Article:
Simulated Inertial Measurement Unit (IMU)

The topic of my "Diplomarbeit" (comparable to a master thesis) was the design and implementation of a simulation environment that would allow to simulate multiple quadrotors.

It was important to get the behavior of the quadrotors as realistic as possible, since the decision to conduct experiments on real hardware was based on successful simulation results. It was therefore important for the user to be able to rely on the results. Furthermore, the simulation would be used in hardware-in-the-loop scenarios, e.g., real quadrotors avoiding collisions with simulated obstacles. Therefore, realism was a crucial aspect of the simulation environment.

Quadrotors were controlled by defining desired roll and pitch angles, a desired yaw speed, and a desired thrust of the propellers. The thrust vector stayed constant and perpendicular with respect to the quadrotor frame. Tilting the quadrotor frame would result in an acceleration in the direction of tilt. A PID controller actuated the motors in order to move the body frame accordingly. Feedback was provided by an Inertial Measurement Unit (IMU) that measured angular rates and accelerations. From these sensor readings, the orientation can be calculated and used as feedback to the PID controller. Therefore, a correct simulation of the IMU was key to a correct simulation of the flight behavior.

The requirements for a realistic simulation of the IMU were:

  1. Realistic IMU acceleration and angular velocity data that includes noise, biases, scaling, and quantization effects.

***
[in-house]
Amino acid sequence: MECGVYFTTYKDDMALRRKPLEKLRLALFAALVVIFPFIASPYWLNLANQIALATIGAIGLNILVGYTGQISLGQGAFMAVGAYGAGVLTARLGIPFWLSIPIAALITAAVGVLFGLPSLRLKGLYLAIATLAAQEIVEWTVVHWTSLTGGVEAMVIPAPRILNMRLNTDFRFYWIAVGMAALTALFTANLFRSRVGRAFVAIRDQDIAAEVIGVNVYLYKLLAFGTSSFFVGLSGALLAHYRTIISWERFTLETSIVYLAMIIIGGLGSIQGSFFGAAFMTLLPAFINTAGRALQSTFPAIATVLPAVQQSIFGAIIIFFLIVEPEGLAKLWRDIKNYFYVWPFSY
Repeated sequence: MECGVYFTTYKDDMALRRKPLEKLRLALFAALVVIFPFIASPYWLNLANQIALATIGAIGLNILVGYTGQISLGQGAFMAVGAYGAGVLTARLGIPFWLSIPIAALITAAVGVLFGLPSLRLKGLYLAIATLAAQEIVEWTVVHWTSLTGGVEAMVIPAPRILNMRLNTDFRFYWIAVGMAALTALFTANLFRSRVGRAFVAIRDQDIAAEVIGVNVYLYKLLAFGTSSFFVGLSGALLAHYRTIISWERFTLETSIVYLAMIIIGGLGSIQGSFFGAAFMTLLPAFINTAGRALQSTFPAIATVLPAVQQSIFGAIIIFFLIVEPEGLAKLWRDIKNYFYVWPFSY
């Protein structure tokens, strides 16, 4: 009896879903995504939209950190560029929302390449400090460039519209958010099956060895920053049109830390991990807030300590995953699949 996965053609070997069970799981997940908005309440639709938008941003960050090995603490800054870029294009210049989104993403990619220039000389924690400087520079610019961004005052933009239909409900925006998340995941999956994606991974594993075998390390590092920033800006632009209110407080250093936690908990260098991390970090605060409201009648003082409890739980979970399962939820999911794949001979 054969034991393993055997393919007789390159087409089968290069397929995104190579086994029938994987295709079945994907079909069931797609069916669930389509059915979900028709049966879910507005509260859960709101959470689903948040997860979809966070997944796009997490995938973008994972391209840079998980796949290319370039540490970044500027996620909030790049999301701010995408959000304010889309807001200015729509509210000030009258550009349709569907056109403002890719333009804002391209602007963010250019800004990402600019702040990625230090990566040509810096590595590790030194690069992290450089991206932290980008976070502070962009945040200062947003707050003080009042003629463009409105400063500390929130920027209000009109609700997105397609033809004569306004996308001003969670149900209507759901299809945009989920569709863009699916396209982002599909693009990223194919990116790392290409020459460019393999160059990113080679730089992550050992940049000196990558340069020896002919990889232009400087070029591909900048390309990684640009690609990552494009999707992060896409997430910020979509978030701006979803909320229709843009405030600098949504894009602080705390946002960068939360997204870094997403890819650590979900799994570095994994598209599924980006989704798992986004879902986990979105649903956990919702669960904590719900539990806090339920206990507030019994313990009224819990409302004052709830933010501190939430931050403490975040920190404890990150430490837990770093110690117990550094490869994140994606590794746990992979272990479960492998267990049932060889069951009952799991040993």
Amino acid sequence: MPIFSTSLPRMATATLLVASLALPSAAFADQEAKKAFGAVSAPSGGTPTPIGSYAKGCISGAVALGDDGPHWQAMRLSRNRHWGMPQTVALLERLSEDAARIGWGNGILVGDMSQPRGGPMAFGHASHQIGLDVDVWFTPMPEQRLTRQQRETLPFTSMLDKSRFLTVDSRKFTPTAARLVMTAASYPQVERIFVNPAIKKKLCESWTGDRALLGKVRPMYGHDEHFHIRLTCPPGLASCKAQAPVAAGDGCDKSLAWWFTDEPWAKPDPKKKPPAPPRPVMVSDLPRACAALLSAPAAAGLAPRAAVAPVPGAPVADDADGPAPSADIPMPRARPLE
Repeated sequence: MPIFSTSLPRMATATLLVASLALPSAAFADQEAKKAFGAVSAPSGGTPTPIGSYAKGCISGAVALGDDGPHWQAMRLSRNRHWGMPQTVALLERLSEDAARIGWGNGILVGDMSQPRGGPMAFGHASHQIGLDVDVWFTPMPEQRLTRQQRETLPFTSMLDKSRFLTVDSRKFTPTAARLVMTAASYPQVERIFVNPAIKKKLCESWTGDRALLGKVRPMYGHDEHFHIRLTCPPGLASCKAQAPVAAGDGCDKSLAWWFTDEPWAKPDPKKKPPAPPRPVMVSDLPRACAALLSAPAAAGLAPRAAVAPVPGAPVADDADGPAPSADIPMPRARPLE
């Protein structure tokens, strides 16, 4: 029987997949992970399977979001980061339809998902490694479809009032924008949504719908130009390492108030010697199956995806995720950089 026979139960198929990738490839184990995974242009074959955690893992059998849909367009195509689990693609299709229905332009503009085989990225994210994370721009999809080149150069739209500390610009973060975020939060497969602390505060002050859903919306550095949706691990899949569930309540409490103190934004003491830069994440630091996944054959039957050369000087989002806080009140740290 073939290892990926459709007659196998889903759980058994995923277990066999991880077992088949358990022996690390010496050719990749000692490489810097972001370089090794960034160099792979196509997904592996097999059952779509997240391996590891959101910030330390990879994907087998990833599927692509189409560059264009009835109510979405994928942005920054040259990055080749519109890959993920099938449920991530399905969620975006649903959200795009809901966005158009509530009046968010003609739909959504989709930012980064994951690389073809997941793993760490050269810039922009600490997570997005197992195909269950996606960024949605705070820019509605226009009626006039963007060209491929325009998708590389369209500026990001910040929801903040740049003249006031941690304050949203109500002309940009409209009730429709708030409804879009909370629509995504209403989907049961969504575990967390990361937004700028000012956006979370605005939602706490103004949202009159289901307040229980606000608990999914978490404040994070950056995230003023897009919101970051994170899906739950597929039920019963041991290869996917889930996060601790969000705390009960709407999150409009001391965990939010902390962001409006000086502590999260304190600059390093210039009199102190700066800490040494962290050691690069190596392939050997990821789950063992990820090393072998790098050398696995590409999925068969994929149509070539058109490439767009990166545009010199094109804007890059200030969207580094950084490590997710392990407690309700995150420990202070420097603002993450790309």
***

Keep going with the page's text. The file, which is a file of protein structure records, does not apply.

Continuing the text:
2. Since the IMU is not always in the center of gravity, translations and rotations defined with respect to the quadrotor frame have to be taken into account.

The calculation of the simulated IMU was performed in four steps.

  1. Obtain quadrotor state information from simulation
  2. Calculate IMU acceleration and angular velocity measurements
  3. Perform scaling, add noise and biases
  4. Perform quantization and limit output

For the first step we obtained the acceleration of the quadrotor, (a_{local}), gravity (a_{G,local}), angular velocity (\omega_{local}), and the derivative of the angular velocity (\dot{\omega}_{local}) from the simulation environment.

In a second step the acceleration a_{1} and angular velocity \omega_{1} was calculated, with T^V_I being the translation and R^V_I the rotation from vehicle reference frame V to inertial reference frame of the IMU I.

a_{1}=R^V_I (a_{local} + \omega_{local}\times (\omega_{local}\times T^V_I) + \dot{\omega}_{local} \times T^V_I -a_{G,local})

The angular velocity \omega_{1} was calculated by adjusting the frame of reference of the measurements obtained from simulation.

\omega_{1} =R^V_I (\omega_{local})

For the third step the measurements were scaled, biases introduced, and additive noise applied. Noise was defined using a gaussian distribution \mathcal{N}_{a}(0, \sigma_{a}), \mathcal{N}_{\omega}(0,\sigma_{\omega}) for the acceleration and angular velocity. The scaling s_{a}, s_{\omega}, biases b_{a}, b_{\omega}, and deviations \sigma_{a},\sigma_{\omega} were defined by the user. \circ denotes point-wise multiplication.

a_{2} = ((a_{1}\circ s_{a}) + b_{a}) +\mathcal{N}_{a}

\omega_{2} = ((\omega_{1}\circ s_{\omega}) + b_{\omega}) +\mathcal{N}_{\omega}

The fourth and final step in the calculations was optional and allowed the user to simulate quantization and limit the output values of the sensor. Quantization was implemented by rounding the values to the nearest integer value. Real IMUs have an operating range and exceeding this will result in the sensor providing a maximum (or minimum) value. By defining limits this behavior can be reproduced.



A video that compares the virtual and real quadrotor flight and an analysis of the simulation environment including an in-depth comparison between simulated and real quadrotor flight can be found below.

Johannes Lächele, Antonio Franchi, Heinrich H. Bülthoff, and Paolo Robuffo Giordano (November-2012) SwarmSimX: Real-time Simulation Environment for Multi-robot Systems In: Simulation, Modeling, and Programming for Autonomous Robots, 3rd International Conference on Simulation, Modeling, and Programming for Autonomous Robots (SIMPAR 2012), Springer, Berlin, Germany, 375-387, Series: Lecture Notes in Computer Science ; 7628. Download

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